What happens to a house when the water drains away?
By Vanessa Barford BBC News Magazine
About 6,500 homes have been flooded in the UK since December. But what happens to a house when the flood water recedes?
For many flood victims, it’s when the water goes down that people hit rock bottom.
“All the initial bonhomie and community cohesion goes and people are confronted with the harsh reality that their home has been badly flooded,” says Mary Dhonau, who became a flood consultant after her home was flooded in 2000.
It’s also when the “real work starts”, she says.
For those that are insured, there’s a process which is “project managed” by a loss adjuster, according to Graeme Trudgill, executive director of the British Insurance Brokers’ Association. For those that aren’t, they will still follow a similar process, but might manage it themselves.
A loss adjuster will assess the damage, arrange alternative accommodation for flood victims when necessary, and plan the restoration process.
Some tips on clearing up afterwards
- Wear waterproof clothing, boots and a face mask
- Get a qualified person to switch off electricity at mains – don’t touch sources of electricity while standing in water
- Remove water using pump and generator – position generator outside as it produces carbon monoxide fumes which can kill
- Only pump out water when flood levels outside house start to be lower than inside – this reduces the risk of structural damage
- Houses can be cleaned and disinfected using ordinary household products
- If drying property naturally, keep doors and windows open, if using dehumidifiers, close external doors and windows
“They’ll look at what needs repairing and replacing – it might be skirting boards, plastering – get the gas and electricity supplies checked. Then the next step will be to remove the silt and debris, strip it out, disinfect the affected areas and dry the property out,” says Trudgill.
Tradesmen such as electricians, plumbers, builders and cleaning experts will be appointed for different tasks.
Trudgill says the drying out is often the most time-consuming part of the process because some moisture can be deep-seated. “Specialists use drying machines, but it can take weeks or months to extract. If you redecorate too soon, mould can come through,” he says.
When the property is finally dry, reconstruction work can begin.
Property owners often try and make their home more resistant to future flooding. Hard floors might replace carpets. A wooden skirting board could be replaced with a plastic board or aluminium might be opted for when installing a new kitchen unit.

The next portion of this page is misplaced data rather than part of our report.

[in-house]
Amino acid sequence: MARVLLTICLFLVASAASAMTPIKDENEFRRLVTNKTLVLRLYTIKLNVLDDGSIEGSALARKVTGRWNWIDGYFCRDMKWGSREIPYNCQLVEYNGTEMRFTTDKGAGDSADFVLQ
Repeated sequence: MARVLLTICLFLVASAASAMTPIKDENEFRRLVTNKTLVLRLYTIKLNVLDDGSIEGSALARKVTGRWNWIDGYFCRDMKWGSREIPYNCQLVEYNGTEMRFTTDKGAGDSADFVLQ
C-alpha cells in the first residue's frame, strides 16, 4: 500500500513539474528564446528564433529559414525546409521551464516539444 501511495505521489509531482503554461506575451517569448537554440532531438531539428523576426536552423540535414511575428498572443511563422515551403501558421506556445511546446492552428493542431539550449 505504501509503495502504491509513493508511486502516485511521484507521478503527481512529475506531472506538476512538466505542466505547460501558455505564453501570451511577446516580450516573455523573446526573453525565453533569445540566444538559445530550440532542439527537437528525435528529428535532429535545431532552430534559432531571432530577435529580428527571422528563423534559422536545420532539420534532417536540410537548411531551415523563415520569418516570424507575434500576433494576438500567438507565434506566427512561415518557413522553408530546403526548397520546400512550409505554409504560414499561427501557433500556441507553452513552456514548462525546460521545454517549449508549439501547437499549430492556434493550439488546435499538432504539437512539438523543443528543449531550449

The Association of British Insurers outlines what people can expect from their insurer after a flood. But what are the essential things to consider when restoring a flood-hit house?
Traditional brick or concrete walls will generally dry out well so long as they are clear for ventilation.
However consultant builder Simon Knight, from Milton Keynes, says the drying out process can take months. Property owners are advised to keep an eye out for cracks in the walls.
And brickwork can still contain moisture even after that. “Bricks can expand and crumble. Or expand and contract. If we get frost over the next few weeks there will probably be a lot of problems with that,” he says.
Wall cavities need to be inspected by an expert to ensure walls are secure and any damaged wall-cavity insulation will also need to be removed.
When it comes to internal walls, damaged plaster, plasterboard and wallpaper will have to go. Holes might also need to be drilled through plasterboards or dry linings to drain trapped water and aid ventilation, according to Knight.
Timber partitions may rot if not dried properly.
Ireland’s Office of Public Works advises people not to redecorate for at least three months after walls have dried and repairs have been done.
“Painting or wallpapering too soon can result in blistering, mould or peeling,” it says.
Switching on electricity and gas after a flood can be very dangerous, so it’s important to get services checked by an expert.
Modern wiring can withstand a short period of flooding, but if a property has been flooded for more than a few hours, it will probably need rewiring – downstairs at least.
“My experience of flooding is that if water gets in, it never dries out completely, the plug sockets get saturated and have to be replaced and dampness goes into the cables,” says Knight.